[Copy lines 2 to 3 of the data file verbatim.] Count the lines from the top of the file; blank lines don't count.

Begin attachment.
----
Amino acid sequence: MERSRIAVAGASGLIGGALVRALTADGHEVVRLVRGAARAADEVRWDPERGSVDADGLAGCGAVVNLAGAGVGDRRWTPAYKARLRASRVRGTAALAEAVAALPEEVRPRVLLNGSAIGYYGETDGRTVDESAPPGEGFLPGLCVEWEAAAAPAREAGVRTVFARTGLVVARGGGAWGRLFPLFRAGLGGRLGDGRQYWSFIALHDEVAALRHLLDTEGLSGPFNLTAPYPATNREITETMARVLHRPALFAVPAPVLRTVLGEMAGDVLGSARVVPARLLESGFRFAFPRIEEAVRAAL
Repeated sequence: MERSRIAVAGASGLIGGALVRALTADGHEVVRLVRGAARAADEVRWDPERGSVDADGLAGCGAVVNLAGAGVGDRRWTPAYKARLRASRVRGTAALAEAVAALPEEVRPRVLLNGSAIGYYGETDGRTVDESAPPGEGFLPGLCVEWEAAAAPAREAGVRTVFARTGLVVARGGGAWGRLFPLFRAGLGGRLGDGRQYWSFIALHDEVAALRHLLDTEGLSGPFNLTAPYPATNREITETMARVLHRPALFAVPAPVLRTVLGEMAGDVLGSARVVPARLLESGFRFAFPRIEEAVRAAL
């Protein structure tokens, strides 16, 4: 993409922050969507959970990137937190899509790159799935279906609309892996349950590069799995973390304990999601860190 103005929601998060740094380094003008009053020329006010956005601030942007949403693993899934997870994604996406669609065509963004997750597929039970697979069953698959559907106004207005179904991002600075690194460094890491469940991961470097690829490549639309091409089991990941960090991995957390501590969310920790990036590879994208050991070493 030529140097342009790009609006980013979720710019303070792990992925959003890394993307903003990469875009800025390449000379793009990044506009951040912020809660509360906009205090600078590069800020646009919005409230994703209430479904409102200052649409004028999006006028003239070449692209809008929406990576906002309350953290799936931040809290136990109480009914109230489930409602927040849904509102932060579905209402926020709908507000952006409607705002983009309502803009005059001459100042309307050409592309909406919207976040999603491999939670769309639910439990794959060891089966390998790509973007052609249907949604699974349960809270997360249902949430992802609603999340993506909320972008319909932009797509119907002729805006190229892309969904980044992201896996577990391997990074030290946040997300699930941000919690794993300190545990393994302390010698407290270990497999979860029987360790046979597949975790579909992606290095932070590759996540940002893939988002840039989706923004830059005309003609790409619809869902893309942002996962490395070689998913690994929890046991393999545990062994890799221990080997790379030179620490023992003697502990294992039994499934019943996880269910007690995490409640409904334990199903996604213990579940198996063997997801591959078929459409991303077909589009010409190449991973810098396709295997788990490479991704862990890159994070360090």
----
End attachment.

Repeated sequence: MERSRIAVAGASGLIGGALVRALTADGHEVVRLVRGAARAADEVRWDPERGSVDADGLAGCGAVVNLAGAGVGDRRWTPAYKARLRASRVRGTAALAEAVAALPEEVRPRVLLNGSAIGYYGETDGRTVDESAPPGEGFLPGLCVEWEAAAAPAREAGVRTVFARTGLVVARGGGAWGRLFPLFRAGLGGRLGDGRQYWSFIALHDEVAALRHLLDTEGLSGPFNLTAPYPATNREITETMARVLHRPALFAVPAPVLRTVLGEMAGDVLGSARVVPARLLESGFRFAFPRIEEAVRAAL
């Protein structure tokens, strides 16, 4: 993409922050969507959970990137937190899509790159799935279906609309892996349950590069799995973390304990999601860190 103005929601998060740094380094003008009053020329006010956005601030942007949403693993899934997870994604996406669609065509963004997750597929039970697979069953698959559907106004207005179904991002600075690194460094890491469940991961470097690829490549639309091409089991990941960090991995957390501590969310920790990036590879994208050991070493 030529140097342009790009609006980013979720710019303070792990992925959003890394993307903003990469875009800025390449000379793009990044506009951040912020809660509360906009205090600078590069800020646009919005409230994703209430479904409102200052649409004028999006006028003239070449692209809008929406990576906002309350953290799936931040809290136990109480009914109230489930409602927040849904509102932060579905209402926020709908507000952006409607705002983009309502803009005059001459100042309307050409592309909406919207976040999603491999939670769309639910439990794959060891089966390998790509973007052609249907949604699974349960809270997360249902949430992802609603999340993506909320972008319909932009797509119907002729805006190229892309969904980044992201896996577990391997990074030290946040997300699930941000919690794993300190545990393994302390010698407290270990497999979860029987360790046979597949975790579909992606290095932070590759996540940002893939988002840039989706923004830059005309003609790409619809869902893309942002996962490395070689998913690994929890046991393999545990062994890799221990080997790379030179620490023992003697502990294992039994499934019943996880269910007690995490409640409904334990199903996604213990579940198996063997997801591959078929459409991303077909589009010409190449991973810098396709295997788990490479991704862990890159994070360090």